Grammar: Your Ace In the Hole

By Michael Schilf · January 17, 2011

Your vs. You’re. It vs. It’s. Then vs. Than. Does the correct word win the gold every time? And what about comma splices, contractions, and possessives? Are you terrified of the semi-colon; do you avoid it under all circumstances? Can you find that misplaced modifier or add what’s dangling? And what about dependent clauses, run-ons, and subject-verb agreement? I could go on, but I’ll spare you any more grammar minutiae. I understand it can be painful.

But mastering spelling, grammar, and punctuation are only three steps on the long journey towards becoming a professional writer. Unfortunately, they are the first three. And yes, rules are made to be broken – writing a fragment as a complete sentence can be acceptable when done for effect – but you can only break a rule after you understand it first. Otherwise, it’s just a mistake.

It’s important to remember that Hollywood is a town where nobody really wants to read, and therefore, readers are looking for any reason NOT TO READ your screenplay, so never give them a justification to toss it in the trash because you snoozed through grammar class and couldn’t be bothered to sort out what you missed. Grammar, after all, is a language, and an important one at that. And like anything, the more you begin to understand its many complexities, the more you appreciate it and apply it in your own screenwriting.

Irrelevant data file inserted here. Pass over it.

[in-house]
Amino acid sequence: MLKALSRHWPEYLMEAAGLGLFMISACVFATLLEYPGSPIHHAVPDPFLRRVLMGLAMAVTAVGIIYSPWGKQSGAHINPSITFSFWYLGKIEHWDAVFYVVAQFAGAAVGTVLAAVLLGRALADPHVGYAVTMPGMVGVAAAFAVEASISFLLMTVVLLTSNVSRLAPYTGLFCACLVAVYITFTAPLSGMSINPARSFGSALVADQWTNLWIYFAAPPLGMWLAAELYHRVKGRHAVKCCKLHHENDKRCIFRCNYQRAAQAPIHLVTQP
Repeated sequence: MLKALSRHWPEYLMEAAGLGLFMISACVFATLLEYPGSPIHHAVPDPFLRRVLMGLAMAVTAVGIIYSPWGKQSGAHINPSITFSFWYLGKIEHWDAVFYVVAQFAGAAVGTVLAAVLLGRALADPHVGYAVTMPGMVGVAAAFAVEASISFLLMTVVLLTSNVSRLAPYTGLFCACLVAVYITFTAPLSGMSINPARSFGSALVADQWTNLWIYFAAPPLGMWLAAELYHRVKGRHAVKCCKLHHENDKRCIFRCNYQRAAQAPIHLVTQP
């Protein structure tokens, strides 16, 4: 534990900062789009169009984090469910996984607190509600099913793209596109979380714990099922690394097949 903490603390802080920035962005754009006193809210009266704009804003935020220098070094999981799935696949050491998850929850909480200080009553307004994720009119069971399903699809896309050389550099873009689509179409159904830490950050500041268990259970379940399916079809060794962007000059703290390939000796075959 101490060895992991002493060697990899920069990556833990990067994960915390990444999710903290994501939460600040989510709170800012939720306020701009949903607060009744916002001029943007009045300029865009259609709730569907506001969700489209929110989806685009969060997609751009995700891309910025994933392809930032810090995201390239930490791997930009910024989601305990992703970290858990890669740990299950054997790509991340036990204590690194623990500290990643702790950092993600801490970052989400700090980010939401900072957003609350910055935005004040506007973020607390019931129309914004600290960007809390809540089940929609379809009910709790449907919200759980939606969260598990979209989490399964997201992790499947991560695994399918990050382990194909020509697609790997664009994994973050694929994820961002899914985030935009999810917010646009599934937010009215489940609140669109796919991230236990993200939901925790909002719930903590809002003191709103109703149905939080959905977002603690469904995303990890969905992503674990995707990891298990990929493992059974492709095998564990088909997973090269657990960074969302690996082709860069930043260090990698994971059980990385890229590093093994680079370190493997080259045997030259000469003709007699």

But not only is a strong grasp of grammar important as a means of executing proper presentation, but applying it can also help you streamline your writing. Anyone who has written a few screenplays should be able to acknowledge the importance of script economy – finding ways to say the same thing in the most clear and concise way without losing your voice.

Take the “form of be verbal” as an example. Let’s say that a sentence in your script reads, “James is staring at the woman.” In that sentence “is” is the verb and “staring” is the verbal; however, the irony is that you don’t need a verb phrase to convey the action. Why not lose the “is” form of be and the “–ing” verbal and simplify? Make it an action verb: “James stares at the woman.” Now it might seem trivial to omit the “is” and “-ing”, but imagine doing that throughout an entire screenplay. You’d be surprised how many pages you would lose – and losing pages is a good thing.

The above example is just one of many ways to use grammar to minimize script length without compromising story content, and when it comes to screenwriting, script length is a big deal. The first thing every reader does is to look at the back page – but diving into a 95-page screenplay feels much more manageable than 120 lengthy pages. In screenwriting, among all other forms of creative writing, less truly is more.